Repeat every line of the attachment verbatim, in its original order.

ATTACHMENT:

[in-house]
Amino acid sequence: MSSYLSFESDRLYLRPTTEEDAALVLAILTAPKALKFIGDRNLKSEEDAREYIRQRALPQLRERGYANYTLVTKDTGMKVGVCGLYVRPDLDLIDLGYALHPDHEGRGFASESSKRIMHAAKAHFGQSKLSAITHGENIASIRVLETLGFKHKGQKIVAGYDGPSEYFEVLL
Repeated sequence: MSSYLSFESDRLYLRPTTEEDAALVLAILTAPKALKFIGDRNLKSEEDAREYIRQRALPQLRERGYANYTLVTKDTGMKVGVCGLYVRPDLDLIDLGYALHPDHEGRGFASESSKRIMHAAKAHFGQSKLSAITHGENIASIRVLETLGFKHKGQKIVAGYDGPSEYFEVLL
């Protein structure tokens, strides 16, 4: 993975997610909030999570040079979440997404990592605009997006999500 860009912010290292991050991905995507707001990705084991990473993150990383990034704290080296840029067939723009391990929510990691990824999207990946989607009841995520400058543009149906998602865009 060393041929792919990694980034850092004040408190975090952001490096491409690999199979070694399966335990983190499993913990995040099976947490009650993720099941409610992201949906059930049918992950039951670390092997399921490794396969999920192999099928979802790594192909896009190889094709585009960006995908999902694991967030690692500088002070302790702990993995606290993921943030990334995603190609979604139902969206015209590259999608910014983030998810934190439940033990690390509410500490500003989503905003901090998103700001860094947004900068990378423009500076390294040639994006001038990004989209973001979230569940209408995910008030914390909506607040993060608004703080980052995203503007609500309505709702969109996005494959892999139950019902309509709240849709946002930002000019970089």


[in-house]
Amino acid sequence: MSSYLSFESDRLYLRPTTEEDAALVLAILTAPKALKFIGDRNLKSEEDAREYIRQRALPQLRERGYANYTLVTKDTGMKVGVCGLYVRPDLDLIDLGYALHPDHEGRGFASESSKRIMHAAKAHFGQSKLSAITHGENIASIRVLETLGFKHKGQKIVAGYDGPSEYFEVLL
Repeated sequence: MSSYLSFESDRLYLRPTTEEDAALVLAILTAPKALKFIGDRNLKSEEDAREYIRQRALPQLRERGYANYTLVTKDTGMKVGVCGLYVRPDLDLIDLGYALHPDHEGRGFASESSKRIMHAAKAHFGQSKLSAITHGENIASIRVLETLGFKHKGQKIVAGYDGPSEYFEVLL
């Protein structure tokens, strides 16, 4: 993975997610909030999570040079979440997404990592605009997006999500 860009912010290292991050991905995507707001990705084991990473993150990383990034704290080296840029067939723009391990929510990691990824999207990946989607009841995520400058543009149906998602865009 060393041929792919990694980034850092004040408190975090952001490096491409690999199979070694399966335990983190499993913990995040099976947490009650993720099941409610992201949906059930049918992950039951670390092997399921490794396969999920192999099928979802790594192909896009190889094709585009960006995908999902694991967030690692500088002070302790702990993995606290993921943030990334995603190609979604139902969206015209590259999608910014983030998810934190439940033990690390509410500490500003989503905003901090998103700001860094947004900068990378423009500076390294040639994006001038990004989209973001979230569940209408995910008030914390909506607040993060608004703080980052995203503007609500309505709702969109996005494959892999139950019902309509709240849709946002930002000019970089």